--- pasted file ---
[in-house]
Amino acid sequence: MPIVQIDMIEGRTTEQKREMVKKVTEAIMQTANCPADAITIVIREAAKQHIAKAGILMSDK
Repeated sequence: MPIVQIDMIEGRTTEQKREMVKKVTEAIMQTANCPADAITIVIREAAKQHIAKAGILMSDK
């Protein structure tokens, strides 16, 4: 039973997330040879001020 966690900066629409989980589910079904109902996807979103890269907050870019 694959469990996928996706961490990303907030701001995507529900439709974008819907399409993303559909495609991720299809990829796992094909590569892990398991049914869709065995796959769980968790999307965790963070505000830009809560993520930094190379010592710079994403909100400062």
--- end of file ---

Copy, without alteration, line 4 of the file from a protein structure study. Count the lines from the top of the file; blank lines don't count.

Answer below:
């Protein structure tokens, strides 16, 4: 039973997330040879001020 966690900066629409989980589910079904109902996807979103890269907050870019 694959469990996928996706961490990303907030701001995507529900439709974008819907399409993303559909495609991720299809990829796992094909590569892990398991049914869709065995796959769980968790999307965790963070505000830009809560993520930094190379010592710079994403909100400062």